Pho M et al. Cofilin is a marker of myofibroblast differentiation in cells from porcine aortic cardiac valves. Am J Physiol Heart Circ Physiol. 2008;294(4):H1767–78.PubMedCrossRefGoogle Scholar
  105. 105.
    Hinz B. Formation and function of the myofibroblast during tissue repair. J Invest Dermatol. 2007;127(3):526–37.PubMedCrossRefGoogle Scholar
  106. 106.
    Forman HJ et al. The chemistry of cell signaling by reactive oxygen and nitrogen species and 4-hydroxynonenal. Arch Biochem Biophys. 2008;477(2):183–95.PubMedPubMedCentralCrossRefGoogle Scholar
  107. 107.
    Cucoranu I et al. NAD(P)H oxidase 4 mediates transforming growth factor-beta1-induced differentiation of cardiac fibroblasts into myofibroblasts. Circ Res. 2005;97(9):900–7.PubMedCrossRefGoogle Scholar
  108. 108.
    Hecker L et al. NADPH oxidase-4 mediates myofibroblast activation and fibrogenic responses to lung injury. Nat Med. 2009;15(9):1077–81.PubMedPubMedCentralCrossRefGoogle Scholar
  109. 109.
    Hagler MA et al. TGF-beta signalling and reactive oxygen species drive fibrosis and matrix remodelling in myxomatous mitral valves. Cardiovasc Res. 2013;99(1):175–84.PubMedPubMedCentralCrossRefGoogle Scholar
  110. 110.
    Liu RM, Gaston Pravia KA. Oxidative stress and glutathione in TGF-beta-mediated fibrogenesis. Free Radic Biol Med. 2010;48(1):1–15.PubMedCrossRefGoogle Scholar
  111. 111.
    Hulin A et al. Emerging pathogenic mechanisms in human myxomatous mitral valve: lessons from past and novel data. Cardiovasc Pathol. 2013;22(4):245–50.PubMedCrossRefGoogle Scholar
  112. 112.
    Miller JD et al. Lowering plasma cholesterol levels halts progression of aortic valve disease in mice. Circulation. 2009;119(20):2693–701.PubMedPubMedCentralCrossRefGoogle Scholar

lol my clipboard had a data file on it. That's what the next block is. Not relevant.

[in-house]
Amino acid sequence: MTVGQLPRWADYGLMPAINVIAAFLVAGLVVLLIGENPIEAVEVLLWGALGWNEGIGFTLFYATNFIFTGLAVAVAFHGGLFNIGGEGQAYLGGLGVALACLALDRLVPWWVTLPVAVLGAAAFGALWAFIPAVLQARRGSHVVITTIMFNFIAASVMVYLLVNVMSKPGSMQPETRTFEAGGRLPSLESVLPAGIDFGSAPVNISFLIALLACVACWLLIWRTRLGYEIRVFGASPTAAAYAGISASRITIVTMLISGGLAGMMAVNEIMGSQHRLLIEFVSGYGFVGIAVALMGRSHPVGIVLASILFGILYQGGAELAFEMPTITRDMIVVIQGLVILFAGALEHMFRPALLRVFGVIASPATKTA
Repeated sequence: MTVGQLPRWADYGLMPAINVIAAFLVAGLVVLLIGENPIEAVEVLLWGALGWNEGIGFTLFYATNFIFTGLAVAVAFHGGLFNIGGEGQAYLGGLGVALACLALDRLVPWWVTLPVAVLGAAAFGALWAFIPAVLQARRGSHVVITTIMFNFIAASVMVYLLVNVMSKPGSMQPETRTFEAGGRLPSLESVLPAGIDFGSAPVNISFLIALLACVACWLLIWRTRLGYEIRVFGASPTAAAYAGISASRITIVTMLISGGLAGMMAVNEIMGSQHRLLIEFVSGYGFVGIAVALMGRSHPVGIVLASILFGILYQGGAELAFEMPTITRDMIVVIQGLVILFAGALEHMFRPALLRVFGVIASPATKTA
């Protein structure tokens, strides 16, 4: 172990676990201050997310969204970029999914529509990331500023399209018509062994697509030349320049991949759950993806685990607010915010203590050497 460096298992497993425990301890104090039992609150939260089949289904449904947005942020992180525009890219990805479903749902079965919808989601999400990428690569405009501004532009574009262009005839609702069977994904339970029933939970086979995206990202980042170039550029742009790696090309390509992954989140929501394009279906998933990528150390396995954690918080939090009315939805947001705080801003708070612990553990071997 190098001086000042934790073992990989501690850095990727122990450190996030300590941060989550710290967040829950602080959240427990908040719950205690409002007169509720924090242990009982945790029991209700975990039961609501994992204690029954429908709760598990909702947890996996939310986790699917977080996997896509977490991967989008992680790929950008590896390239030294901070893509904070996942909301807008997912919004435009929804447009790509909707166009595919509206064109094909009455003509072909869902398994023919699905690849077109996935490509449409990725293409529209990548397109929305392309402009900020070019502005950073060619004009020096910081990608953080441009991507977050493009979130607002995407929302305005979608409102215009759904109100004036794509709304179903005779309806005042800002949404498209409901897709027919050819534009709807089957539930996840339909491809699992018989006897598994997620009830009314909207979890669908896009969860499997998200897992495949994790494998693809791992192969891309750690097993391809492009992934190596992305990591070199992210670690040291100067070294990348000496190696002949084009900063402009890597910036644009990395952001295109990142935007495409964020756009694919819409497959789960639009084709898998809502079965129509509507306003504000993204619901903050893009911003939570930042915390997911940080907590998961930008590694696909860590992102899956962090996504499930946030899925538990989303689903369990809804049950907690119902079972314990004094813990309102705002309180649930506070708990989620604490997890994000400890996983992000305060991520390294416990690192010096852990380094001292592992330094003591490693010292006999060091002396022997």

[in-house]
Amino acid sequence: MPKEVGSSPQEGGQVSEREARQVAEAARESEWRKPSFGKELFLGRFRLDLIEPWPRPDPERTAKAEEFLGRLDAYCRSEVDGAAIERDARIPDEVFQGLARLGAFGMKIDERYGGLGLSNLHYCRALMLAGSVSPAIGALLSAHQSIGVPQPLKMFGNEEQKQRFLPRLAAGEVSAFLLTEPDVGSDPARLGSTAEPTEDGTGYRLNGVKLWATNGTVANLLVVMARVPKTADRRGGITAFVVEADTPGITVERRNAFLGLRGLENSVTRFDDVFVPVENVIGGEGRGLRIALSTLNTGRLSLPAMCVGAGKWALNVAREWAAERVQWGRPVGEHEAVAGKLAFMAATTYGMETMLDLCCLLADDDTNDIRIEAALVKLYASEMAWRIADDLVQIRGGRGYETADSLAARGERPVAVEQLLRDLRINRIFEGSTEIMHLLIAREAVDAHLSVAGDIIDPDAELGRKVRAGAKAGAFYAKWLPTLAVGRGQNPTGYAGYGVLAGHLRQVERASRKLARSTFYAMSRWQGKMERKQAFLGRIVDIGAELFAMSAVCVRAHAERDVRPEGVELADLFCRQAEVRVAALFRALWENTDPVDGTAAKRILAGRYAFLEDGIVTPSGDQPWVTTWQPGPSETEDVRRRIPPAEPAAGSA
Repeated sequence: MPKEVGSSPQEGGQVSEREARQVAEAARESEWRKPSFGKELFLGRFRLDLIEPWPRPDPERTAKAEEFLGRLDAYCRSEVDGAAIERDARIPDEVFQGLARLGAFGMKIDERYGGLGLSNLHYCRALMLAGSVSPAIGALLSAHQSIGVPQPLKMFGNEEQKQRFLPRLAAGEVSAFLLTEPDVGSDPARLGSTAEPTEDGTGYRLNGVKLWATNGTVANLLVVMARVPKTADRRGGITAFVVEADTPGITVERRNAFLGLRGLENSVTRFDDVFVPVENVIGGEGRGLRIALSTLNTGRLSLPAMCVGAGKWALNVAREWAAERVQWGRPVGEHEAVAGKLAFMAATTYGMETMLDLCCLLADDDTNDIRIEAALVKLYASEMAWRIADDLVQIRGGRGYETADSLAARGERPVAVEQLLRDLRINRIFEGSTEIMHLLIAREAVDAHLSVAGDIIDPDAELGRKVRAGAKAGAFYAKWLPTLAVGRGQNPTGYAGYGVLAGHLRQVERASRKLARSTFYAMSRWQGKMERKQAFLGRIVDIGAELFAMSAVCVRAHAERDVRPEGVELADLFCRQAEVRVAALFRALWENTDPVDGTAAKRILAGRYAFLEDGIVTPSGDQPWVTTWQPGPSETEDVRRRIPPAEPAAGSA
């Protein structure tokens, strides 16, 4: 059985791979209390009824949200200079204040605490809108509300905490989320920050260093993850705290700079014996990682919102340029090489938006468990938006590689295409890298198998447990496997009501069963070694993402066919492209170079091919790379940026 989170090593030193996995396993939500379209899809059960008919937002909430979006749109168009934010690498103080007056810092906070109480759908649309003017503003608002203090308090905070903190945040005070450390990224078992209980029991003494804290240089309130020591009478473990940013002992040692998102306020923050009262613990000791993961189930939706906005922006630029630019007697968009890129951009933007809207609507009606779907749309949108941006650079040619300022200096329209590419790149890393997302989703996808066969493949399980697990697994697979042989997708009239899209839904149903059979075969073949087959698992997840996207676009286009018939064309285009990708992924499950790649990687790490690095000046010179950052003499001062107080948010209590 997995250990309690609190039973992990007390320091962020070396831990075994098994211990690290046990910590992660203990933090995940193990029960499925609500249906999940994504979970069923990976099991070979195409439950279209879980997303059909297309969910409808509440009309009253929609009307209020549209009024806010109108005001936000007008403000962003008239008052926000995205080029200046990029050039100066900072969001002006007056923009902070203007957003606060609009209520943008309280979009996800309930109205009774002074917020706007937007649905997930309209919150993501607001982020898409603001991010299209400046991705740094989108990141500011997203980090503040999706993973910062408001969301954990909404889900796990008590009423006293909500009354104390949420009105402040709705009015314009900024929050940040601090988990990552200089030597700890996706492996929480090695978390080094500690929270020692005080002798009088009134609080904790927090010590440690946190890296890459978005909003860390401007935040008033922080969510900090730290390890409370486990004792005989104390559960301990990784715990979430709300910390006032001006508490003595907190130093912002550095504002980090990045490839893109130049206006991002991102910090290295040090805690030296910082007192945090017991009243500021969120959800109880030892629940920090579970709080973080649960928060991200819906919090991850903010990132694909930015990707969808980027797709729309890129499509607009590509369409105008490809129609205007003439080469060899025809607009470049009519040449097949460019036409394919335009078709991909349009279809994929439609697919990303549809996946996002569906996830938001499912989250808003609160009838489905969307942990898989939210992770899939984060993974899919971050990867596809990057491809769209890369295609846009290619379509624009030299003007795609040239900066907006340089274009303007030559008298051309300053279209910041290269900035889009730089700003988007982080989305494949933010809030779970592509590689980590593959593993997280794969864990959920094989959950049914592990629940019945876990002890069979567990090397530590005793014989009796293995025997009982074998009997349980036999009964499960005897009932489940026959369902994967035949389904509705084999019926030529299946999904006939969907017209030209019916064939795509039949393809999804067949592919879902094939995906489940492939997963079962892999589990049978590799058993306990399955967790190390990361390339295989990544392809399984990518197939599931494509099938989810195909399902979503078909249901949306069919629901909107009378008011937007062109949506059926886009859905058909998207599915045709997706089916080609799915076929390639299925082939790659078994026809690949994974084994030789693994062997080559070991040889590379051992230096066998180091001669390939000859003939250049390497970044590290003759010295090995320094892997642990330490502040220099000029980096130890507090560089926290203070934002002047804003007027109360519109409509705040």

113. 113.
    Gao F et al. Extracellular superoxide dismutase inhibits inflammation by preventing oxidative fragmentation of hyaluronan. J Biol Chem. 2008;283(10):6058–66.PubMedCrossRefGoogle Scholar
  114. 114.
    Kliment CR et al. Oxidative stress alters syndecan-1 distribution in lungs with pulmonary fibrosis. J Biol Chem. 2009;284(6):3537–45.PubMedPubMedCentralCrossRefGoogle Scholar
  115. 115.
    Gauldie J et al. Transfer of the active form of transforming growth factor-beta 1 gene to newborn rat lung induces changes consistent with bronchopulmonary dysplasia. Am J Pathol. 2003;163(6):2575–84.PubMedPubMedCentralCrossRefGoogle Scholar
  116. 116.
    Kliment CR, Oury TD. Oxidative stress, extracellular matrix targets, and idiopathic pulmonary fibrosis. Free Radic Biol Med. 2010;49(5):707–17.PubMedCrossRefGoogle Scholar
  117. 117.
    Phillippi JA et al. Altered oxidative stress responses and increased type I collagen expression in bicuspid aortic valve patients. Ann Thorac Surg. 2010;90(6):1893–8.PubMedCrossRefGoogle Scholar
  118. 118.
    Rajamannan NM et al. Atorvastatin inhibits calcification and enhances nitric oxide synthase production in the hypercholesterolaemic aortic valve. Heart. 2005;91(6):806–10.PubMedPubMedCentralCrossRefGoogle Scholar
  119. 119.
    Fu X et al. Hypochlorous acid generated by myeloperoxidase modifies adjacent tryptophan and glycine residues in the catalytic domain of matrix metalloproteinase-7 (matrilysin): an oxidative mechanism for restraining proteolytic activity during inflammation. J Biol Chem. 2003;278(31):28403–9.PubMedCrossRefGoogle Scholar
  120. 120.
    Grote K et al. Mechanical stretch enhances mRNA expression and proenzyme release of matrix metalloproteinase-2 (MMP-2) via NAD(P)H oxidase-derived reactive oxygen species. Circ Res. 2003;92(11):e80–6.PubMedCrossRefGoogle Scholar
  121. 121.
    Pouyet L, Carrier A. Mutant mouse models of oxidative stress. Transgenic Res. 2010;19(2):155–64.PubMedCrossRefGoogle Scholar

Copyright information

© Springer Science+Business Media New York 2017

Authors and Affiliations

  1. 1.Molecular and Cellular Pharmacology Graduate ProgramLeonard M. Miller School of MedicineMiamiUSA
  2. 2.Center for Cardiovascular Research at Nationwide Children’s Research Institute and The Heart Center at Nationwide Children’s HospitalColumbusUSA
  3. 3.Department of PediatricsThe Ohio State UniversityColumbusUSA

Personalised recommendations